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  3. I'm just so impressed that anything at all reminds you of Stonedhenge by Ten Years After! I'm the only person I've ever met who owned that album.

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  4. The same stuff happened with web sites ten or more years ago. The dreaded whizz-bang but actually unusable flash interfaces.

    One example I remember was working for a design company and someone produced a 3D website that you had to travel around like Quake, and literally walk to different pages in a maze. Thankfully this was an internal design experiment and not client work, but the stuff that did go out the door was only marginally less wrongheaded.

    But eventually most things settled down to the rule, "stick the new stuff on the front page at the top."

    I've had an iPhone app produced for one of the sites I own, and it's proved popular (about 21,000 ratings on itunes, unsure of downloads off hand) - and all it does is stick the latest content at the top of page. Press refresh - bang!. The thing I think it did for us most was alert a different bit of the world that we exist, and traffic on the mother site is up about 50% over since it went out.

    BTW: Just called up Three Blind Mice / Stonedhenge on Spotify and the stereo is brutal, full of hard clipping noises as it swaps channel. However the main thing wrong with it is that it's a comedy number without a live audience - it's completely flat.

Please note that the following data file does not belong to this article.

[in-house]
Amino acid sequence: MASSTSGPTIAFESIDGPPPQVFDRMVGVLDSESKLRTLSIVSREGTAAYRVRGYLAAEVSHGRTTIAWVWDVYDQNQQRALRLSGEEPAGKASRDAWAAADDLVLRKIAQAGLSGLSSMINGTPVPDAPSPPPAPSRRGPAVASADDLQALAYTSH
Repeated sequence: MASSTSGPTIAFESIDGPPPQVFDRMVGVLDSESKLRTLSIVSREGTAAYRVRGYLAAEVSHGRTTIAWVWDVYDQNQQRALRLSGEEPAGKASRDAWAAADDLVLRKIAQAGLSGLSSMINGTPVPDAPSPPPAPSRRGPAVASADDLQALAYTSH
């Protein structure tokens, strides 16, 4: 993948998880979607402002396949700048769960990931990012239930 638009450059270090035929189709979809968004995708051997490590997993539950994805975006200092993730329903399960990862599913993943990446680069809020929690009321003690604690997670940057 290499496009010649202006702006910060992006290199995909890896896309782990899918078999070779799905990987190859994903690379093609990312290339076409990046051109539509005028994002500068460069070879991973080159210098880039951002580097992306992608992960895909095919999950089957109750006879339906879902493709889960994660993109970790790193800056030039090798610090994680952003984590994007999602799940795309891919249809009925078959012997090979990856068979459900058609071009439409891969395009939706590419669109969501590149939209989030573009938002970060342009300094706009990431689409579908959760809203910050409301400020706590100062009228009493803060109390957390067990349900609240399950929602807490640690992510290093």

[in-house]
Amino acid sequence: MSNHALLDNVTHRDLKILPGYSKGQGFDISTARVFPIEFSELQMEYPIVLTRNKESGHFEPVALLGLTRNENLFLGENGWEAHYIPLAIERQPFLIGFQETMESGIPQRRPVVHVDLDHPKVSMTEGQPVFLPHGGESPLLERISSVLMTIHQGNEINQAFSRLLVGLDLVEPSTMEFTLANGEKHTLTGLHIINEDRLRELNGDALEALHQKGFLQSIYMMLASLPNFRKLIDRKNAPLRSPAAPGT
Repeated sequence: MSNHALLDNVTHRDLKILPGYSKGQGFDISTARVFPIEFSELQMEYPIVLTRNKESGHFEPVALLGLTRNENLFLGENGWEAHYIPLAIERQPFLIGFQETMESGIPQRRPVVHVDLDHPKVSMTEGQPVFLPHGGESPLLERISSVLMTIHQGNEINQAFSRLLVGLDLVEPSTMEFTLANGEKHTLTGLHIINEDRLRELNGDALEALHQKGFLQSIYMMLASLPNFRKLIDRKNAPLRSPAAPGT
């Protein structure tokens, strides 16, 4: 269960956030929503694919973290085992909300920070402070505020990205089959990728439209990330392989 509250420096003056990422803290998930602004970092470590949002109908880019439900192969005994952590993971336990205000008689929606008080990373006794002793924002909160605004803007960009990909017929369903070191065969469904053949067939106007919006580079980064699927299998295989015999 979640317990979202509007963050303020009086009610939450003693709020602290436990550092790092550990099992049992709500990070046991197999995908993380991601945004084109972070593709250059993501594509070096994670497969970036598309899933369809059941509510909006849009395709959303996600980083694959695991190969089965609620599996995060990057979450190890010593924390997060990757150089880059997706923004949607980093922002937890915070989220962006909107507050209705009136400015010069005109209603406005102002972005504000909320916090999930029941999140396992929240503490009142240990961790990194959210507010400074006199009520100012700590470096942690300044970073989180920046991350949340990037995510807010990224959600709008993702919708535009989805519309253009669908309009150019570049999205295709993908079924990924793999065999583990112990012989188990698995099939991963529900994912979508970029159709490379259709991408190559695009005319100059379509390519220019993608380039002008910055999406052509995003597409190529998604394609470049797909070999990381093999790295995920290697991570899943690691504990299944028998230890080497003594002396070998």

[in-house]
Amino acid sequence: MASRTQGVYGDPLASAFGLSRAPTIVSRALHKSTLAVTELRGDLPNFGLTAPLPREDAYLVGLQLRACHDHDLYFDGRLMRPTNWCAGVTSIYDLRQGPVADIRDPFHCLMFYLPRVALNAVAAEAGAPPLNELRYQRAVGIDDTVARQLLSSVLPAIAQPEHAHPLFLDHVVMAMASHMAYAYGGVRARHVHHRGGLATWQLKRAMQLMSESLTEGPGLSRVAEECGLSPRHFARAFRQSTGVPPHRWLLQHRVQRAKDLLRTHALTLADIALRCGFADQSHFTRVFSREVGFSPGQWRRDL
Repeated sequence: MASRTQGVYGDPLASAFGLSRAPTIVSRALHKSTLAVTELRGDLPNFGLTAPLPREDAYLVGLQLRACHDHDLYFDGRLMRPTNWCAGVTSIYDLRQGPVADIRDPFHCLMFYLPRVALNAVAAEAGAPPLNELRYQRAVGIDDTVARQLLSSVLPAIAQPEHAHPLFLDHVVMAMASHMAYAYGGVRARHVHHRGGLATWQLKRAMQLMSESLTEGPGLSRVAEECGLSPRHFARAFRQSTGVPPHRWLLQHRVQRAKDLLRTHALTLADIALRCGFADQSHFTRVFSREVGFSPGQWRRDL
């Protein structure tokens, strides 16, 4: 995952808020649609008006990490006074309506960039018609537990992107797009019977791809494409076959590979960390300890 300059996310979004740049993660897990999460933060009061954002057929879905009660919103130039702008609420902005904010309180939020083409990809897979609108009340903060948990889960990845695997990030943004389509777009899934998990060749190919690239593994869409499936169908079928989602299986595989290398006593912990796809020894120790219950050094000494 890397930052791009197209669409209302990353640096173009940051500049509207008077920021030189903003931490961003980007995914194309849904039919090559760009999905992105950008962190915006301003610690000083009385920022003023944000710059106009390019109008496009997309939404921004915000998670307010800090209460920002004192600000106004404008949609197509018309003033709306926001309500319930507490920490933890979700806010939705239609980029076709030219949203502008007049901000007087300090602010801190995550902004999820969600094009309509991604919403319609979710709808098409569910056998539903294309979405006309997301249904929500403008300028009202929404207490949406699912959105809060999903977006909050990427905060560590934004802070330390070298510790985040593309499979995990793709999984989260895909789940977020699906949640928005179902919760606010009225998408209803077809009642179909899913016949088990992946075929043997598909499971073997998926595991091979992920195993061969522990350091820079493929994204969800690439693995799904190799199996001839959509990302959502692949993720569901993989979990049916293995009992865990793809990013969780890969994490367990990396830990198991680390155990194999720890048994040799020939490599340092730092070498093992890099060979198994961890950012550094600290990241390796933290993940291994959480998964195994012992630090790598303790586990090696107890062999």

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  5. "Stonedhenge" has some great non-novelty tracks. As I recall, the mono version has its own distinct audio effects from those on the stereo version. Often wondered why labels bothered releasing albums in two versions, especially since the norm at the time was that the mono version was the "true" version of the album...

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  6. I was looking through Product this morning. I really wanted to like it, and while the cover was lovely it's not exactly intuitive.

    I'm pretty sure they've used the same software that Wired do to produce their iPad version - swipe to move forward, up and down to read - and I think that's the greatest problem. They're thinking about how to produce a magazine for the iPad rather than thinking about what a magazine on an iPad should be.

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  7. I was looking through Product this morning. I really wanted to like it, and while the cover was lovely it's not exactly intuitive.

    I'm pretty sure they've used the same software that Wired do to produce their iPad version - swipe to move forward, up and down to read - and I think that's the greatest problem. They're thinking about how to produce a magazine for the iPad rather than thinking about what a magazine on an iPad should be.

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  8. So we have to wait about 7 years for the iPad 'Never Mind The Bollocks'?